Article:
According to OSHA, 12 workers are killed on the job each day in the United States. Because of this, many companies are now trying to make their workplaces safer. However, due to the various types of work settings and the many hazards that can be found in even the smallest or simplest place, this task can be much more difficult than expected. Yet while difficult, making a workplace less prone to accidents is not only done to protect employees and others, but also to help a company financially. Since even the slightest of OSHA violations that don’t result in an injury or death can cost an employer $12,600 or more per violation, these costs can add up quickly for a workplace that is not considered to be safe. To keep this from happening in your workplace, here are five simple ways to reduce your company’s OSHA accidents.
Keep Company Vehicles Safe
According to OSHA, driving accidents in the workplace account for more than $60 billion per year in employer costs for medical care and other related expenses. Because of this, it is important to keep all company vehicles, including forklifts and others, in excellent condition. Therefore, before operating any type of vehicle, always conduct a quick safety check to ensure all controls, lights, and other features are working properly.
Invest in Personal Protective Equipment
For many companies, personal protective equipment is a requirement, especially in industrial work settings. More commonly known as PPE, failing to have this available to employees is one of the most common OSHA violations in existence today. Rather than be fined for this, make sure such safety equipment as goggles, face protectors, gloves, hard hats, and ear plugs are available for employees and visitors. Also, in areas where heavy objects could drop and injure a person’s feet, work boots should be worn at all times by individuals in these areas.
Conduct Proper Training Sessions
Even if a company has the best equipment, it will do little good if employees are not trained in its use. In fact, many common OSHA violations are due to employees receiving little or no training in how to be safe while on the job. Therefore, supervisors and management should always train new employees on PPE and other areas of workplace safety. Along with this, training should also be provided to all employees regarding the safe use of equipment. If an accident occurs and OSHA discovers employees were given little or no training, a company could face severe fines and penalties.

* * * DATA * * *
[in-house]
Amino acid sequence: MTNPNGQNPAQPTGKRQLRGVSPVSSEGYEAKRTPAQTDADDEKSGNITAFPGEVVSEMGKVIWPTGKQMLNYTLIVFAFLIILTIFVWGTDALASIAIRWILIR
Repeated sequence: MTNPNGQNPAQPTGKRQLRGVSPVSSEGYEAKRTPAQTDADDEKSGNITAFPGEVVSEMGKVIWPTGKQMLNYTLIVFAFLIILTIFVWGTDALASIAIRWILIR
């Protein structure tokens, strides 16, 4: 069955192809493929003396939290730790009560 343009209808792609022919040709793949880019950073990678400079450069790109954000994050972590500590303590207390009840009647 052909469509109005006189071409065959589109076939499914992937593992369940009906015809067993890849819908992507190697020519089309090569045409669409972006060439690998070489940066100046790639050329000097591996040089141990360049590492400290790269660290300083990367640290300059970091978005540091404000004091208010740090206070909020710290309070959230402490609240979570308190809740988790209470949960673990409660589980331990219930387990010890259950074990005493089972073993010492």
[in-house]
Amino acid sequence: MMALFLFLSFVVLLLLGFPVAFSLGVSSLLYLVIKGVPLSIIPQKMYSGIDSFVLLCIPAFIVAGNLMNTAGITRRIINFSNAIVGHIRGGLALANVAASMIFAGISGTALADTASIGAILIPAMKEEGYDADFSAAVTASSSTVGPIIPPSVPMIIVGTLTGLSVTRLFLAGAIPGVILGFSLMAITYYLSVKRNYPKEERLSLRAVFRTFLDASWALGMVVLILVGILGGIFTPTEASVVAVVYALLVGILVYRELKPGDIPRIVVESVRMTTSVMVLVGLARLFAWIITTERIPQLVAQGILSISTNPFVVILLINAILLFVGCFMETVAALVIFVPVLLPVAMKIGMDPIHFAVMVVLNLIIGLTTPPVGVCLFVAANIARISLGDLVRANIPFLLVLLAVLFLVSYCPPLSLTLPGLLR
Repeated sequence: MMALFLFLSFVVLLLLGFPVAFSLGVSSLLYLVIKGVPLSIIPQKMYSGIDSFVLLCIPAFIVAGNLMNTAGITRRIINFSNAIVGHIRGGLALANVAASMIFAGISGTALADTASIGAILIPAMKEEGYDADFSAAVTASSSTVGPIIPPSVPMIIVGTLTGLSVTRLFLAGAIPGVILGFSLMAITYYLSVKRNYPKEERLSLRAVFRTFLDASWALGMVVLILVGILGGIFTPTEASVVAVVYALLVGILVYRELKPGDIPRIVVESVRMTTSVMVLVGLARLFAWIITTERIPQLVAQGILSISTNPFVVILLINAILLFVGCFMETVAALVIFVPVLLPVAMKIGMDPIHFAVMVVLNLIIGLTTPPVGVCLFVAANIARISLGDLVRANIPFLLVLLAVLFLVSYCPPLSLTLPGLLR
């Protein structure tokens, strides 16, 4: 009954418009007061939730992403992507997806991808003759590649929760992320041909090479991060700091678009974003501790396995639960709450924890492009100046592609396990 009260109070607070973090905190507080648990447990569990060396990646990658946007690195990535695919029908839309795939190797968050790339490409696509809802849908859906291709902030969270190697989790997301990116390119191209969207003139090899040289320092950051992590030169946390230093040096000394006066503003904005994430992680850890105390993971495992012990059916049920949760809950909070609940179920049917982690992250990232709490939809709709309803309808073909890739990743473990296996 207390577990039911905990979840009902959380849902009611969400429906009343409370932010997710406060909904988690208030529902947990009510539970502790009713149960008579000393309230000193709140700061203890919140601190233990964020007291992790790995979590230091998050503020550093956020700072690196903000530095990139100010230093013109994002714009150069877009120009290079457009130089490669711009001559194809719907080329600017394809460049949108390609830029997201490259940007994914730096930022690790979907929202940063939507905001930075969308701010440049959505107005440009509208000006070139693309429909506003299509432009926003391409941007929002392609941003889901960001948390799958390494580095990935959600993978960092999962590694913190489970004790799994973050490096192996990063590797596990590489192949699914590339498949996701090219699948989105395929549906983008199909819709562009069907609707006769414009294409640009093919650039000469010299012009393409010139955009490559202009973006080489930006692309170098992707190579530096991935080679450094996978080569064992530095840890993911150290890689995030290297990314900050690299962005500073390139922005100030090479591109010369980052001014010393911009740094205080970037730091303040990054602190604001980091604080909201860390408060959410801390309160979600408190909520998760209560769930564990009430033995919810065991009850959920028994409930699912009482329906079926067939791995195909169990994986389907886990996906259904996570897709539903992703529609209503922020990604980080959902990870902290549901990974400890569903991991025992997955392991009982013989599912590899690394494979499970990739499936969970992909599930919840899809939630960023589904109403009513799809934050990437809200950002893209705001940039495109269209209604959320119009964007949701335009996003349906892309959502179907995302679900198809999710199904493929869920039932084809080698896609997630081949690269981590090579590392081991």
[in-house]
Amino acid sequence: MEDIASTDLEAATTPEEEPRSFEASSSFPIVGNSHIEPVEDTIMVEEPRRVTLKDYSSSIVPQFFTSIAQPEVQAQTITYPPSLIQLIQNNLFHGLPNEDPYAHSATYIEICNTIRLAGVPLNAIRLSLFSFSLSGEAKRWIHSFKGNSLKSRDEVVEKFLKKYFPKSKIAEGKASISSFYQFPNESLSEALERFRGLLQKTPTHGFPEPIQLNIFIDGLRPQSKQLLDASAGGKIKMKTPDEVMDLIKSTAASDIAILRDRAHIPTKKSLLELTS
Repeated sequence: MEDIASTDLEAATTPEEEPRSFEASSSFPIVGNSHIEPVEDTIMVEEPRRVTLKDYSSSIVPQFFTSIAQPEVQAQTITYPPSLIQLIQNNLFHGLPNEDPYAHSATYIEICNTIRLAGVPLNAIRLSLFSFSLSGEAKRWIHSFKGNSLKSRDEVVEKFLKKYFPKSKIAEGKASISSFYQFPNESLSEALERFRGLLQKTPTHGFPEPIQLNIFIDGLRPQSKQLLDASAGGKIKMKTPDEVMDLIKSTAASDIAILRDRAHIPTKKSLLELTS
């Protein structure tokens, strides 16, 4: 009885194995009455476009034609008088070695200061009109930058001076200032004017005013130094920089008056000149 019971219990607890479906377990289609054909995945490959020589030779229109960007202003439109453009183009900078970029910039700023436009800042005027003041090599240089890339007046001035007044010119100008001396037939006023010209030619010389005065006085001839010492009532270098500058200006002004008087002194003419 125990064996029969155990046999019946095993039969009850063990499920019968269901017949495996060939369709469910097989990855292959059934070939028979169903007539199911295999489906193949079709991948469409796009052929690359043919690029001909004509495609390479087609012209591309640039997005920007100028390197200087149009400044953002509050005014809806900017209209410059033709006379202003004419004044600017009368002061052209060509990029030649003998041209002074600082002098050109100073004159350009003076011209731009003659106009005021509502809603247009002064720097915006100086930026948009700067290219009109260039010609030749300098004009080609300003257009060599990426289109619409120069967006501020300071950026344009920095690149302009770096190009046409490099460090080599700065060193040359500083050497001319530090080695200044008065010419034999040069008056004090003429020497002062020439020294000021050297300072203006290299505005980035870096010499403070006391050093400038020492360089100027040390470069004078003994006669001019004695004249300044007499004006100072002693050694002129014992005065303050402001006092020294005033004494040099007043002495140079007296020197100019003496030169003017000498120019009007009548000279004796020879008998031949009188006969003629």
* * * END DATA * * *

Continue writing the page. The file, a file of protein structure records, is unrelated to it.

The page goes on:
Improve Housekeeping Procedures
In many workplaces, slip and fall accidents are very common, and often result in many serious injuries to employees. Therefore, improving housekeeping procedures is a quick and easy way to prevent many types of OSHA accidents. By properly marking aisles, incorporating OSHA compliant programs, eliminating clutter and other items that can cause employees to trip, the workplace can become a safe environment for everyone.
Enforce Regulatory Compliance
In many work environments, one of the biggest problems is failing to properly enforce various aspects of regulatory compliance. When this happens, a variety of serious accidents can happen, resulting in many fines and other penalties for employers. To keep this from happening, OSHA recommends appointing one person to be a company’s point person on regulatory compliance. Whether this involves hiring an experienced safety engineer or simply appointing an employee to enforce workplace regulations involving safety and other related aspects, it then becomes possible to eliminate many hazards that lead to accidents. For example, if a company does not have the required PPE for employees, a safety engineer or other personnel can alert management of the problem, allowing it to be solved before an accident occurs.
Since most accidents are often very preventable, keeping these five tips in mind will greatly reduce or eliminate most OSHA accidents. Whether it is training employees on the proper use of PPE, putting down signs indicating wet floors when a spill occurs, or perhaps conducting regular inspections of forklifts and other company vehicles prior to use, taking the time to do so can pay off in fewer employees being injured and a company paying few if any fines for OSHA violations.